Europe

Europe

Europe is one of the three largest vehicle markets in the world, the historic home of automotive, aircraft manufacturing, and shipbuilding industries and innovative engineering firms, an engine of world trade and hub of the intricate transport infrastructure it demands. The European Union has at times been a leader in environmental policy for the transportation sector, and it has an indispensable, and growing, part to play in global efforts to respond to the threats posed by climate change. The questions facing EU policy makers on clean transportation—from reforming a decentralized regulatory structure governing vehicle emissions to shaping policy promoting renewable fuels to devising an effective approach to reducing aviation’s carbon emissions—are challenging and urgent.

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About the program

Europe is one of the three largest vehicle markets in the world, the historic home of automotive, aircraft manufacturing, and shipbuilding industries and innovative engineering firms, an engine of world trade and hub of the intricate transport infrastructure it demands. The European Union has at times been a leader in environmental policy for the transportation sector, and it has an indispensable, and growing, part to play in global efforts to respond to the threats posed by climate change. The questions facing EU policy makers on clean transportation—from reforming a decentralized regulatory structure governing vehicle emissions to shaping policy promoting renewable fuels to devising an effective approach to reducing aviation’s carbon emissions—are challenging and urgent.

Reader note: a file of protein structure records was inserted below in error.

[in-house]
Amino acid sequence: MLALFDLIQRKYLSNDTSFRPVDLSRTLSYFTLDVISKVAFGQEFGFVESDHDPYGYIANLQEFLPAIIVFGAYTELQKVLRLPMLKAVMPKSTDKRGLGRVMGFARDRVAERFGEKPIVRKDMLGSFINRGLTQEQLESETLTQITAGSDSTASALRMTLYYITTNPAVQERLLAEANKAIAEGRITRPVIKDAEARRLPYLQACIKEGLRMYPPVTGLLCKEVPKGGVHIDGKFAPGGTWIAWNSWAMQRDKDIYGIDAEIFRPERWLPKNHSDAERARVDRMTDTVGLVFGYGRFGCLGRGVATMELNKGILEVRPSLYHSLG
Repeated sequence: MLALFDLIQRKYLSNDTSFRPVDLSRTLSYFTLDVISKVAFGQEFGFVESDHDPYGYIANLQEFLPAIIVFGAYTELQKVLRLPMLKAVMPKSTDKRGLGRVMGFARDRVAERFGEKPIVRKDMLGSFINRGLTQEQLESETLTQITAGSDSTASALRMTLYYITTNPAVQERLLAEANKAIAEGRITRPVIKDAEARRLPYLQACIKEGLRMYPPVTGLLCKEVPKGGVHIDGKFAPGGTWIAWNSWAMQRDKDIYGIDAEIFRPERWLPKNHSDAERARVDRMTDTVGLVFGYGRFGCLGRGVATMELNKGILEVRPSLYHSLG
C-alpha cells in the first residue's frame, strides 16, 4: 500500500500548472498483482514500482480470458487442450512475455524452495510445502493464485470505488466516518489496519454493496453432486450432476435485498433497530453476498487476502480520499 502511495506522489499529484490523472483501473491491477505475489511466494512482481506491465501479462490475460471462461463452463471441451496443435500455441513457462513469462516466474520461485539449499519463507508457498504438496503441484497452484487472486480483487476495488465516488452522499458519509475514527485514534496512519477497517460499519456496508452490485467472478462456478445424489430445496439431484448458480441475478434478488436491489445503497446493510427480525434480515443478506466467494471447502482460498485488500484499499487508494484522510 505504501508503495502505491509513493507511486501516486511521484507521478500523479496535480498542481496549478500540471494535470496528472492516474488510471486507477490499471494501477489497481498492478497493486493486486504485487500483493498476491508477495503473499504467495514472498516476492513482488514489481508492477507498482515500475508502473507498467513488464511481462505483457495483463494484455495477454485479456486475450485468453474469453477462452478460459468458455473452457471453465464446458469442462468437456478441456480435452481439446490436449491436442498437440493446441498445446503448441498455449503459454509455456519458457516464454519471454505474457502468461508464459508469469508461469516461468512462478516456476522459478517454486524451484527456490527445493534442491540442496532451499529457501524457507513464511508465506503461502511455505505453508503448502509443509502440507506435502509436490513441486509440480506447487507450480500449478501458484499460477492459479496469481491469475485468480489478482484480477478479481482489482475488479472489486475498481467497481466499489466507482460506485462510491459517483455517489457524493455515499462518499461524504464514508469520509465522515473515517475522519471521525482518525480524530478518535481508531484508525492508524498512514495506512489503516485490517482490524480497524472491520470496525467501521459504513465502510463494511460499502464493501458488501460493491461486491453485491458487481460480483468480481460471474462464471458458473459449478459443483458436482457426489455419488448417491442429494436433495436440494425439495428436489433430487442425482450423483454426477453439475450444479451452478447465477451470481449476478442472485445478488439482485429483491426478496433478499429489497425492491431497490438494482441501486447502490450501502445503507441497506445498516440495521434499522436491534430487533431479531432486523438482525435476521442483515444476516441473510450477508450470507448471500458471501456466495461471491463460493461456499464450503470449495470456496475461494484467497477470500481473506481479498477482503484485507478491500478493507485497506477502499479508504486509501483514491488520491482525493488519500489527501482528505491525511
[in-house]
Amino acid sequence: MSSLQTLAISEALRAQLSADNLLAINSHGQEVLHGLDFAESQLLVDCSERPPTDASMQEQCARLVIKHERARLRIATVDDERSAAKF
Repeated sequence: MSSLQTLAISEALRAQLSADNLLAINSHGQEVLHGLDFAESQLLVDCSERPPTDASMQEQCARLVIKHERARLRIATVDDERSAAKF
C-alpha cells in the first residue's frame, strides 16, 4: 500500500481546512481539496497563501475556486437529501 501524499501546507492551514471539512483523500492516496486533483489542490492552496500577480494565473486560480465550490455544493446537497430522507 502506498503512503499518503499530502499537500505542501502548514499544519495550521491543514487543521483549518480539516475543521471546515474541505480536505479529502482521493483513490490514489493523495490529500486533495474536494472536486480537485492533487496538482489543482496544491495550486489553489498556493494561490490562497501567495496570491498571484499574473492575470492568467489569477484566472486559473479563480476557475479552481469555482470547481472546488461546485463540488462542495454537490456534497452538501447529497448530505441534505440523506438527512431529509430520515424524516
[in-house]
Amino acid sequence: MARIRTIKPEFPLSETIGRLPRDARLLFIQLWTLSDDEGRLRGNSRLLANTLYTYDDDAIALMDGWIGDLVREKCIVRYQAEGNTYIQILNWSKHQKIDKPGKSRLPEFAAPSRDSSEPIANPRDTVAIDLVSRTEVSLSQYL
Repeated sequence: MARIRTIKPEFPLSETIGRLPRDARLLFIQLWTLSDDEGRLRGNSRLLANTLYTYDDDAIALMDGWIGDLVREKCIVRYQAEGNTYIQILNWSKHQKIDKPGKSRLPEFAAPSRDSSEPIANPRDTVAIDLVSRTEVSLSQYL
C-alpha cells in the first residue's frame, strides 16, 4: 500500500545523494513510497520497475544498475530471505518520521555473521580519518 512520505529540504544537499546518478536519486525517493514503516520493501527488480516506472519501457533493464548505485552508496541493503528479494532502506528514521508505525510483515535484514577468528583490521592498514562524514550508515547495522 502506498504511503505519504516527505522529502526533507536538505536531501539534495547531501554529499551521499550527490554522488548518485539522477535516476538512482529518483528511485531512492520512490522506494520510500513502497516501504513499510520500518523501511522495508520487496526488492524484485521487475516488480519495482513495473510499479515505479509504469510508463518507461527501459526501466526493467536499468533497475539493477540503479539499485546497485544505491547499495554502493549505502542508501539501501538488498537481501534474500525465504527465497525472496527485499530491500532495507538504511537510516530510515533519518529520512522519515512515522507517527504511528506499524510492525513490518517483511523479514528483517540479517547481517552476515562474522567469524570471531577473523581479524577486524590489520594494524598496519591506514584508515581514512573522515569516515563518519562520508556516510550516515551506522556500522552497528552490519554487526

ICCT Europe played the crucial role in bringing to light the “emissions gap”—the discrepancy between official, type-approval values and real performance in everyday operation—growing in Europe in both passenger-car CO2 and diesel NOx, and we continue to extend policy makers’, and the public’s, awareness of the scope and scale of those problems. ICCT research contributes to the technical foundations underlying the EU’s plans to regulate CO2 emissions from heavy-duty vehicles and to reform the legislation supporting low-carbon fuels in Europe. We’re increasingly involved with cities and other local governments in aid to their efforts to improve local air quality and to find effective ways to stimulate a transition to electric-drive vehicles.

There is significant technology potential to improve the fuel efficiency and reduce the CO2 emissions of the average freight truck in the EU in both the mid-term (now to 2025) and long term (2030). A technology-forcing HDV efficiency standard for Europe must be stringent enough to incentivize long-term technologies, i.e., work to pull technologies into the market faster than would occur because of market forces alone.

[See "Fuel efficiency technology in European heavy-duty vehicles:
Baseline and potential for the 2020–2030 timeframe
"]

Recent publications

Comparison of fuel-efficiency technology deployment in passenger cars in China, Europe, and the United States

This briefing compares the fleet characteristics and fuel-efficiency technology deployment in China, Europe and the U.S. from 2010 to 2014. In addition, the briefing evaluates the response of the passenger vehicle market in China to the country’s fuel efficiency standards.

2018.06.15 | Briefing
Explanation of the TRUE real-world passenger vehicle emissions rating system

The TRUE rating system is intended to measure and rate the magnitude of real world emissions from various vehicle models under a wide range of operating conditions and driving behaviors.

2018.06.05 | Consulting report
Determination of real-world emissions from passenger vehicles using remote sensing data

This paper analyses data from European remote emissions sensing campaigns and introduces new methodology to improve the analysis of remote sensing information.

2018.06.05 | Consulting report
See all publications

Staff blog

Off the hook: Europe's current ZLEV proposal would allow CO2 emissions of new combustion engine vehicles to increase

Even though targets for low- and zero-emission vehicles are an innovative approach for EU standards, they could undercut the climate benefit of the regulation. Fortunately, with some slight modifications EU regulators could effectively promote both fuel efficiency and electrification.

Staff